Nearly 14,000 government workers are now teleworking, a trend that should be bolstered by the recent signing of the Telework Enhancement Act, reports an OMB study.
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A new federal study has found that teleworking among federal employees is on the rise, a trend that should be bolstered by President Obama's recent signing of the federal telework bill, and generally leads to more job satisfaction.
The number of federal employees who telework increased 11,046 between 2008 to 2009, according to Office of Personnel Management's (OPM's) Status of Telework Report to Congress, which it issued this week. This brings the number of reported federal-agency teleworkers to nearly 14,000, or 10.4% of employees that are eligible for the activity. The number also represents 5.72% of all federal employees.
Moreover, about 22% of federal employees said they engage in some form of teleworking, usually through an informal arrangement with their superiors, according to the report.
The Employee Viewpoint Survey aspect of the report found that there are key differences between teleworkers and those that work in the office all of the time. These differences point to clear benefits for the government's decision to expand teleworking as an option.
For example, 76% of employees that telework said they are satisfied with their jobs, while 68% of those who are unable to telework reported the same sentiment. Teleworkers also are more likely to recommend their organization as a good place to work than those that don't (75% vs. 66%), and will more likely stay with their job as opposed to seeking other employment (74% vs. 68%), according to the survey.
In December President Obama signed the Telework Enhancement Act of 2010, which formalized support for the activity among federal employees. It requires agencies to establish telework policies and designate a managing officer with direct access to a top agency official to oversee telework programs.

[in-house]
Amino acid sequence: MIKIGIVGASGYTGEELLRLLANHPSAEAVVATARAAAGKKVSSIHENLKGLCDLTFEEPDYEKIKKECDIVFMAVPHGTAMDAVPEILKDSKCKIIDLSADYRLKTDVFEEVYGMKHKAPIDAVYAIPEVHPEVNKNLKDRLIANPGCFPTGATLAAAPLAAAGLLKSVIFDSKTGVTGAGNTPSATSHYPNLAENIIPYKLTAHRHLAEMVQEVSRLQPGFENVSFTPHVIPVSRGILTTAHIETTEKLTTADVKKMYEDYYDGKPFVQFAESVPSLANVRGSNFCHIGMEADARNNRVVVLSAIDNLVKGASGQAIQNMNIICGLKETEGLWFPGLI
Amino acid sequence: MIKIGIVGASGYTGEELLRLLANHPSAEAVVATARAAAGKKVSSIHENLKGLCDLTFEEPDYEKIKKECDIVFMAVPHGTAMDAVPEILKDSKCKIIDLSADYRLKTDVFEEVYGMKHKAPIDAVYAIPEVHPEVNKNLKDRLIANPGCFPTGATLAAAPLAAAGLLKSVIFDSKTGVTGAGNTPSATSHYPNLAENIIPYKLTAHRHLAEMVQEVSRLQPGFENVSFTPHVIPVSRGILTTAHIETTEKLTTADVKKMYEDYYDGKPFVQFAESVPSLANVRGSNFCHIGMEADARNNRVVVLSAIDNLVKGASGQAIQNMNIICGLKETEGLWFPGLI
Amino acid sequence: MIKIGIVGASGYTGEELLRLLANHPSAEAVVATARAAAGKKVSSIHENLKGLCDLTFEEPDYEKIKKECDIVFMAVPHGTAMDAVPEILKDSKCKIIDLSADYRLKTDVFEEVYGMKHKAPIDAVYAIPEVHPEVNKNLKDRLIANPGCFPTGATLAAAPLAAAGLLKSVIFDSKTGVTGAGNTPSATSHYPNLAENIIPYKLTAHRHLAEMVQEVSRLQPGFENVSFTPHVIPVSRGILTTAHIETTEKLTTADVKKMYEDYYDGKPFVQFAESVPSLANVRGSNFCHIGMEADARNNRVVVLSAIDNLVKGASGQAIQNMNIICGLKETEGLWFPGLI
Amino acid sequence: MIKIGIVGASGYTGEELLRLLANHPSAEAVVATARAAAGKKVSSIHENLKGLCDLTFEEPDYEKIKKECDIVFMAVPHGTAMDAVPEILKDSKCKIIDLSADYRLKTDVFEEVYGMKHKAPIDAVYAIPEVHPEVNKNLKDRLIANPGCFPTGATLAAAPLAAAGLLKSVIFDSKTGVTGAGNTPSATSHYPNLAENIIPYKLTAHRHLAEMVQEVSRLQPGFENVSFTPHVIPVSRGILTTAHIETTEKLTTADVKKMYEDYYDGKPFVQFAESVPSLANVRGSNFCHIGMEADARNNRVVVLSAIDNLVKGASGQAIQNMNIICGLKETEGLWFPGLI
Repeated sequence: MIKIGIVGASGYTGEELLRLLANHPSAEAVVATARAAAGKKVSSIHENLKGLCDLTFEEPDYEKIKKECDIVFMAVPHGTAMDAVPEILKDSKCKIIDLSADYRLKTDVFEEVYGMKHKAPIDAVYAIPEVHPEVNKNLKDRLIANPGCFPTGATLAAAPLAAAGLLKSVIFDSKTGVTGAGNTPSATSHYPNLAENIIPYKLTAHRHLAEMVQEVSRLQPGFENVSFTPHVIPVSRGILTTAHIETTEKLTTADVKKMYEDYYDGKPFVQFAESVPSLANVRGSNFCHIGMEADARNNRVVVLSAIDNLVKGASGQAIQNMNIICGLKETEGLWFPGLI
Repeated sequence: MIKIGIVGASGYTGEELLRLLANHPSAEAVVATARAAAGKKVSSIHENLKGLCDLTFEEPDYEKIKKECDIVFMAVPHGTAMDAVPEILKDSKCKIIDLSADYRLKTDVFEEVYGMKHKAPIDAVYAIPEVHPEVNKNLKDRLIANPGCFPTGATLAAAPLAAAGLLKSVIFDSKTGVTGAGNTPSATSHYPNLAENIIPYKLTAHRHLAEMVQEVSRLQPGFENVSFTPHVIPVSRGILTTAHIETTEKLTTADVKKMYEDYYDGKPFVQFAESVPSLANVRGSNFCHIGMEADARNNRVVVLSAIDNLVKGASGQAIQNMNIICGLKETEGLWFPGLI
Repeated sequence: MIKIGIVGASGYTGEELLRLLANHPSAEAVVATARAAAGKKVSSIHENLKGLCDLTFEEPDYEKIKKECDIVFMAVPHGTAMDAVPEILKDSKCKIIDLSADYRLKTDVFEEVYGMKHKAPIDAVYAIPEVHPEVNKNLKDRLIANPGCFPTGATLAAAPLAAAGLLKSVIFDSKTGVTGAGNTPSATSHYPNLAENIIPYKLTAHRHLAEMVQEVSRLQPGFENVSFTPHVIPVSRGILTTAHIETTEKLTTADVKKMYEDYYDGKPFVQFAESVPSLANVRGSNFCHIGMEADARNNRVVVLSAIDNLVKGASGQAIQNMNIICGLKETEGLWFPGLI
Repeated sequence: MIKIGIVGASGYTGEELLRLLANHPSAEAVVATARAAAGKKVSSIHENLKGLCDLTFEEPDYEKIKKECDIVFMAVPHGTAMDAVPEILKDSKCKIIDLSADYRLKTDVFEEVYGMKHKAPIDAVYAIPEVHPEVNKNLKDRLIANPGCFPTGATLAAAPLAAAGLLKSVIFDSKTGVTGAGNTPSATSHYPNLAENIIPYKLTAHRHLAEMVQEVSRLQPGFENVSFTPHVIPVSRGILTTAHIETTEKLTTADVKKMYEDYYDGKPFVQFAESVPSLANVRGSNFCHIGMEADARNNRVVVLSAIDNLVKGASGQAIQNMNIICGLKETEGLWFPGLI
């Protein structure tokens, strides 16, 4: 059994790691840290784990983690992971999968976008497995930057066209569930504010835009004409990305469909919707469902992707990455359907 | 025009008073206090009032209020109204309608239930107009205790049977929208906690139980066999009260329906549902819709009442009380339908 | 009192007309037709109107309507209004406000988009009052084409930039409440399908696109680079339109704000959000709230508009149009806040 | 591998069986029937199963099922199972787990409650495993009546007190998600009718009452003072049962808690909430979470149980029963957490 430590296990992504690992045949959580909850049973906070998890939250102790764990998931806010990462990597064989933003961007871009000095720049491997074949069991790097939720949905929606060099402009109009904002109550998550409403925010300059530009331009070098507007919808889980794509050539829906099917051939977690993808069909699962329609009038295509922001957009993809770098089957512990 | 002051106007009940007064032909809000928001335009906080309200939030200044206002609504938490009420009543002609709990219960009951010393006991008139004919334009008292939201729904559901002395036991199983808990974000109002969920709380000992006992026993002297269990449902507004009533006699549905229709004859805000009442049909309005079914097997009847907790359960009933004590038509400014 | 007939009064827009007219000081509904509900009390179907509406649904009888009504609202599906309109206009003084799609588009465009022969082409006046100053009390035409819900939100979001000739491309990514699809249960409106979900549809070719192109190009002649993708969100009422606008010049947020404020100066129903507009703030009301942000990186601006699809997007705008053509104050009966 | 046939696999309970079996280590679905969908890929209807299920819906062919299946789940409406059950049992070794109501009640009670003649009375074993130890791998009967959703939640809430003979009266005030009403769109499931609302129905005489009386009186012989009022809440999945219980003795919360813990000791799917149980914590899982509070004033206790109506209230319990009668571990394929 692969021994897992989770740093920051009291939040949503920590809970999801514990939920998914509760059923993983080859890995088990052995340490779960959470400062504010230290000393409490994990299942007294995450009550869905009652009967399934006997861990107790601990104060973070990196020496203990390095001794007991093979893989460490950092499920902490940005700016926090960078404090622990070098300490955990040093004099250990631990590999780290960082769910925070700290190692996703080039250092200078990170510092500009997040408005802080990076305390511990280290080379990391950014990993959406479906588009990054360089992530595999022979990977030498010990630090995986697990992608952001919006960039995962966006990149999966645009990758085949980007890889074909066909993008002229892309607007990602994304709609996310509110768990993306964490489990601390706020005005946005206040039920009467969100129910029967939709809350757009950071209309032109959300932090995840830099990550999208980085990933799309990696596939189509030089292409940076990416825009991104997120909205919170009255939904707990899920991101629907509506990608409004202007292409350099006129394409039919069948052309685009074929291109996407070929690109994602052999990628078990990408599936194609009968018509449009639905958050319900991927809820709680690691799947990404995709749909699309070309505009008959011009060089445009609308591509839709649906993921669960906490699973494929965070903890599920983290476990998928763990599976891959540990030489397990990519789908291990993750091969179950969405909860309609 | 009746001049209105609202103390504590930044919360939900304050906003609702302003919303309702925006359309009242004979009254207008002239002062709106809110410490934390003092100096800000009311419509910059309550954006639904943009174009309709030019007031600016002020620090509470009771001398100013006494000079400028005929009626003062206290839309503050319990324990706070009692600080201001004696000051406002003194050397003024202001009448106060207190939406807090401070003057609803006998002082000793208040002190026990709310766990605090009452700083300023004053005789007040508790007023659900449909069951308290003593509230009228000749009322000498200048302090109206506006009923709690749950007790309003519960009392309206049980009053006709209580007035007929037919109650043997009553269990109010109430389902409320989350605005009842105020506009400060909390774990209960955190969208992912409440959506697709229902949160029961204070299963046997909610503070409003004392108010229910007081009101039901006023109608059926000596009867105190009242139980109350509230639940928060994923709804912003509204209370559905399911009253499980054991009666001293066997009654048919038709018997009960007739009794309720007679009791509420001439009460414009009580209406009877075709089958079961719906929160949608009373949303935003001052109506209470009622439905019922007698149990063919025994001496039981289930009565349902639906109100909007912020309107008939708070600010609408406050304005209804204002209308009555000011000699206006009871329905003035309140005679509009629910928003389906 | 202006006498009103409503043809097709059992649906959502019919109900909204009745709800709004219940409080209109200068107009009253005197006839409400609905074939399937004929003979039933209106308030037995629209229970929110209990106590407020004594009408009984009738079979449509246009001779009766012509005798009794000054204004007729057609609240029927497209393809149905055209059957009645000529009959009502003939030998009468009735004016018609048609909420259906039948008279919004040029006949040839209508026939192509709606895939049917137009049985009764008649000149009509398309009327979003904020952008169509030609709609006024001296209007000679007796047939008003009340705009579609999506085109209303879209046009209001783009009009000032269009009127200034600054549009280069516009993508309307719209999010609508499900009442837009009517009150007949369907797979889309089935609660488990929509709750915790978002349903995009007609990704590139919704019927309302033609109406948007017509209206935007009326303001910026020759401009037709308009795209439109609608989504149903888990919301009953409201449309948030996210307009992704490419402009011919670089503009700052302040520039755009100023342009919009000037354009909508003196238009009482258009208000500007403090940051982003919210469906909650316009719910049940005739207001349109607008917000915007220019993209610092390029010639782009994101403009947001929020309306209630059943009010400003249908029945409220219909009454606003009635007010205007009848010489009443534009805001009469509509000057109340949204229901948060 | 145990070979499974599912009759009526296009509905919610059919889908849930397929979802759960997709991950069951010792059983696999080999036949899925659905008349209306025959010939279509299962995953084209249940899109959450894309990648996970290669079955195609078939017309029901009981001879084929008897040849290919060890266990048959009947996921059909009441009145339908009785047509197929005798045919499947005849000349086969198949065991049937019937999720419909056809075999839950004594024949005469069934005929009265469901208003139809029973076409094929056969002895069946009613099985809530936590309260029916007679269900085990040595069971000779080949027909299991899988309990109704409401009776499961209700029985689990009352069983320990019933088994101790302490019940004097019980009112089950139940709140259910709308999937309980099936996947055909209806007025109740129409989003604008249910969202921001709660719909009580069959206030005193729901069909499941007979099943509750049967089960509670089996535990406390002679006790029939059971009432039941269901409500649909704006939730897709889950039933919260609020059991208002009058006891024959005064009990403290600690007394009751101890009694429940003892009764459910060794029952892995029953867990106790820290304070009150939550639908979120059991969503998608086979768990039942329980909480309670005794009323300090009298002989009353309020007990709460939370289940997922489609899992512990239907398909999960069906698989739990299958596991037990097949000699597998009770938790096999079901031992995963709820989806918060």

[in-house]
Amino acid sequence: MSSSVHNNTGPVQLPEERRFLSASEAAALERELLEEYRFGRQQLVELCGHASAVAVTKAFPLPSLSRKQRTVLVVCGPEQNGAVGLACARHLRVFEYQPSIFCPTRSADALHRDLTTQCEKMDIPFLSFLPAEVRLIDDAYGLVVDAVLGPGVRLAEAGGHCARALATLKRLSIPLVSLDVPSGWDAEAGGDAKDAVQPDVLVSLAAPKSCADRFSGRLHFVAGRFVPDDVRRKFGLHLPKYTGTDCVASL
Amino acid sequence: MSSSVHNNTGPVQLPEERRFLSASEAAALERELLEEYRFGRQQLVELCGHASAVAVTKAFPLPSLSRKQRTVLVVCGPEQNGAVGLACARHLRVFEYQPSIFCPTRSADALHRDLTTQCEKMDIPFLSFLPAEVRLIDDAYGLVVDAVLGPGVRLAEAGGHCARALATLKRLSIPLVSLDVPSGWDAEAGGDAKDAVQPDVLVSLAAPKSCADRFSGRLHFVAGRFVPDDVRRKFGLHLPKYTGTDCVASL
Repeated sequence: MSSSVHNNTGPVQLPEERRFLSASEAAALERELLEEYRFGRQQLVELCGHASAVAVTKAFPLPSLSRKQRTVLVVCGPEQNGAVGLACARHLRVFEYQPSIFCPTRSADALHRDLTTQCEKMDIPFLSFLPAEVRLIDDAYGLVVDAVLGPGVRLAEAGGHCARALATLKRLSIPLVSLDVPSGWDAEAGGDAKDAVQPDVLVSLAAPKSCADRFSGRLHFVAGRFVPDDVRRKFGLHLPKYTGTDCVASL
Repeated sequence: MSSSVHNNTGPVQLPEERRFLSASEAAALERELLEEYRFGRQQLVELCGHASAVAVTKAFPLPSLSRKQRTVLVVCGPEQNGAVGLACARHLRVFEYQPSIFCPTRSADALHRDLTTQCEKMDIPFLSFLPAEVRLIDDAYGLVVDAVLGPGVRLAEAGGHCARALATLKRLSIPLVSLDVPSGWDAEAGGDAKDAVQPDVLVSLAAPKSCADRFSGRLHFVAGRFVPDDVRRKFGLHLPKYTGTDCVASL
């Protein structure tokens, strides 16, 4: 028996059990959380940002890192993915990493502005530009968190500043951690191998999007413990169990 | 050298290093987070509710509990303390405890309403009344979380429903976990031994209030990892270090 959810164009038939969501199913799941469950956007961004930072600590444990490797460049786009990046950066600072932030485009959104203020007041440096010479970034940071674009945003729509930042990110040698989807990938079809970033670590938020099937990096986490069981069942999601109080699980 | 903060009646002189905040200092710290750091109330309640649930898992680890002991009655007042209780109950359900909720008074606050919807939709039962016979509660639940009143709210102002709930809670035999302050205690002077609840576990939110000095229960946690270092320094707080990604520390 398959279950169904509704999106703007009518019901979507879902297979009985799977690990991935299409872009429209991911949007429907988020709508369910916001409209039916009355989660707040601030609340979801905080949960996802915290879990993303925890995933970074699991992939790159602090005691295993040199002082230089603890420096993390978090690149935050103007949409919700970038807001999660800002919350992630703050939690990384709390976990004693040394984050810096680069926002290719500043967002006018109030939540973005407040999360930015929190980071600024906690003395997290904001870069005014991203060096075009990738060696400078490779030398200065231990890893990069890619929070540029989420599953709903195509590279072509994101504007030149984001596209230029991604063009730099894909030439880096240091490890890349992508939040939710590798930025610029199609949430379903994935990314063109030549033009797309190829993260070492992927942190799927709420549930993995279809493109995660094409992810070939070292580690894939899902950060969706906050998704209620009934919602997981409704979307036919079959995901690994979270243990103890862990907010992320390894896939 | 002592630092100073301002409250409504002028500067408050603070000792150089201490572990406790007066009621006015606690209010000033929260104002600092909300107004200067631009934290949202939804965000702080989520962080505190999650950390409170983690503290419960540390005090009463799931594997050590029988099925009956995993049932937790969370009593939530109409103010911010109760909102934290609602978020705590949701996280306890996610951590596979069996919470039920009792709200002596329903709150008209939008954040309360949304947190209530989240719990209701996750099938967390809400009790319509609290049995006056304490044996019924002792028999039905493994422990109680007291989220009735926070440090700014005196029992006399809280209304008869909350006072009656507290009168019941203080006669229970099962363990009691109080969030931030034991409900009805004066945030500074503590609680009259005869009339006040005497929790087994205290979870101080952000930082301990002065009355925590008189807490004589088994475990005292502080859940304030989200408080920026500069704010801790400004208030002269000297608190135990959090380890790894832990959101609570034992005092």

Rather than charting new territory, the bill solidified the increased support for teleworking the Obama administration already had demonstrated. Over the past year employees even have been encouraged to work from home on certain occasions.
In addition to issuing its report on teleworking, the OPM this week also met with the federal agencies responsible for implementing the telework act -- including the Office of Management and Budget (OMB), the General Services Administration (GSA), the Federal Emergency Management Agency (FEMA), and the National Archives Records Administration (NARA) -- to plan how to put the law into action over the next several months.
Each agency is meant to pick a telework managing officer in that time frame, and the OPM will host a meeting with all of those leaders on April 6. In the meantime, by the end of March, the OPM will send guidance to agencies on how to implement telework policy. The OPM has set June 9 as the deadline for notifying all employees of their telework status.
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